In his analysis of recent inflation figures. His ditto-heads, below, all expect to see massive price hikes and can’t understand why it will come down again. (A lot of the right wing blogosphere actively fantasizes about 1980, I am sure). They should google “base effects”. As Daniel Pimlott of the FT points out:
the sharp increase in inflation has more to do with the plummeting price of petrol a year ago at the height of the financial crisis rather than unexpected price rises last month. Although petrol prices rose by a relatively modest three pence a litre last month to £1.08, the year before – at the height of the economic crisis – petrol prices fell by 9p to 95p. The comparison with generally lower fuel and lubricants costs a year ago added 0.5 percentage points to the CPI over the month.
This sort of basic maths is clearly beyond the Daily Mail, who are redefining the word “surge”. It is beyond the ability of the ditto heads beneath John Redwood’s blog. But he, as a bright man, and leading contender from a very short shortlist to be the best (very) right-leaning economics commentator on the web, ought to know better. And a bright man like him ought to know what soaring inflation in the UK really looks like. After all, he was in power the last time it really happened.
UPDATE: If he wants to know about Galactic hyperinflation, this post from Marginal Revolution tells us.
From the same FT story, “JPMorgan is predicting that inflation will hit a peak of 3.5 per cent in January, before slipping back to experience an extended period under 2 per cent that could last until mid-2011”. This is undoubtedly to do with the output gap that is expected to persist. But there ARE two risks. The first is unconnected to this month’s ‘surge’. One is that the output gap is not as big as people think. That would be very poor news. As Seeking Alpha observe, some basic causes of inflation have been awakening – input prices for manufacturers, for example.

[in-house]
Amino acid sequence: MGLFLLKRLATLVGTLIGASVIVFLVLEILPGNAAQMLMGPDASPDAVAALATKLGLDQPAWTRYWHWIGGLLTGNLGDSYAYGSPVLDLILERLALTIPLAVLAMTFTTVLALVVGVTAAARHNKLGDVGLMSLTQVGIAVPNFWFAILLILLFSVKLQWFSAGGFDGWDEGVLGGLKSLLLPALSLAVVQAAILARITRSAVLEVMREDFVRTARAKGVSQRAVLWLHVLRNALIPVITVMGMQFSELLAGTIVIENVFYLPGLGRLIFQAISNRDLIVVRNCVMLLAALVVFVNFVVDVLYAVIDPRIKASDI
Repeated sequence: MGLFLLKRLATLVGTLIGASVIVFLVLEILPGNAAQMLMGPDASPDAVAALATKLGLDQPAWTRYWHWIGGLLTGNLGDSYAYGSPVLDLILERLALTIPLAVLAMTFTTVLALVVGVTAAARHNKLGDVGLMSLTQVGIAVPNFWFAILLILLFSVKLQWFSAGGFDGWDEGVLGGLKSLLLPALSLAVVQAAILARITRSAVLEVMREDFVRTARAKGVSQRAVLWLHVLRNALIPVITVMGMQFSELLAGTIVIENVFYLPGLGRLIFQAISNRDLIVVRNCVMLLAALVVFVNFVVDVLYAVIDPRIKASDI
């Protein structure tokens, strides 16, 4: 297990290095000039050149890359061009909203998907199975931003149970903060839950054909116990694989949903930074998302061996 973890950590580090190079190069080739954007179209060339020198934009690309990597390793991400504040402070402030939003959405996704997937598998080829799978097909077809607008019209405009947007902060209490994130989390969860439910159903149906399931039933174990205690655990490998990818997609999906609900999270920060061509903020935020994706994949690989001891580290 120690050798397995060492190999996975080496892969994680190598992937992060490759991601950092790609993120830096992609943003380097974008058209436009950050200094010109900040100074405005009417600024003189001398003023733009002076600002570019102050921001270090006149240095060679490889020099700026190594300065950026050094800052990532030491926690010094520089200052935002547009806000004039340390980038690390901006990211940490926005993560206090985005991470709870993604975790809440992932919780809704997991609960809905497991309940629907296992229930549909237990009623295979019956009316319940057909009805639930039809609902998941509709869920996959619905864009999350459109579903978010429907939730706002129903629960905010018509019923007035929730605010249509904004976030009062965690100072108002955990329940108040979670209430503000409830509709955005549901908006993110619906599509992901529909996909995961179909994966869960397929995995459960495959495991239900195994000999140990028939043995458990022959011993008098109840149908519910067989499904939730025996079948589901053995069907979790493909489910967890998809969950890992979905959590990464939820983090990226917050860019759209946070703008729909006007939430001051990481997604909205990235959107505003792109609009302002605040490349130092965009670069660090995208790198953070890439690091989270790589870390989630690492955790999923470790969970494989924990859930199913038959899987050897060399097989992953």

The other major problem , as Simon Ward of Henderson puts it on his must-read-for-money blog, is that “there is a risk that sharply higher headline rates will destabilise inflationary expectations in the absence of any policy response. With fiscal plans widely judged to lack credibility, the UK can ill afford any loss of confidence in the Bank’s inflation-fighting determination.” Even though the surge is largely a statistical artifact, lots of Redwood-Mail headlines won’t help here.
We would be in the worst of all worlds if we started hitting inflationary speed bumps with the economy so depressed. I would be amazed if it happened. The idea that we might have to exit Quantitative easing with unemployment still due to hit 3 million (post fiscal austerity) is scary, and improbable: surely, with those levels of idle capacity, noone can be under much pressure to jack up prices or wages?
On the subject of exit strategies, the excellent Krishna Gua has a discussion of the Fed’s options.
And George Trefgarne maintains a longrunning argument with Congdon about the dangers of QE, in the FT’s letters section:
“[Soaring assets don’t feature in the money supply] But surely the point is that they could very easily be monetised at which point the money supply would accelerate sharply indeed. They are therefore early indications of the inflationary risks that QE is building up in the system. QE has been used in the past – in 1797, 1825 and 1914 – and on two occasions it did indeed lead to inflation”
I am trying to work this out. Money is printed. It is used to buy assets, not spend. Inflation remains weak. Asset prices are high: the total stock of wealth soars. Then, suddenly, the assets are monetized, and we get massive inflation. Presumeably, when the assets are monetized, banks lend against them: because if one party uses money to buy assets from another party, no extra money is being produced? Help me out here.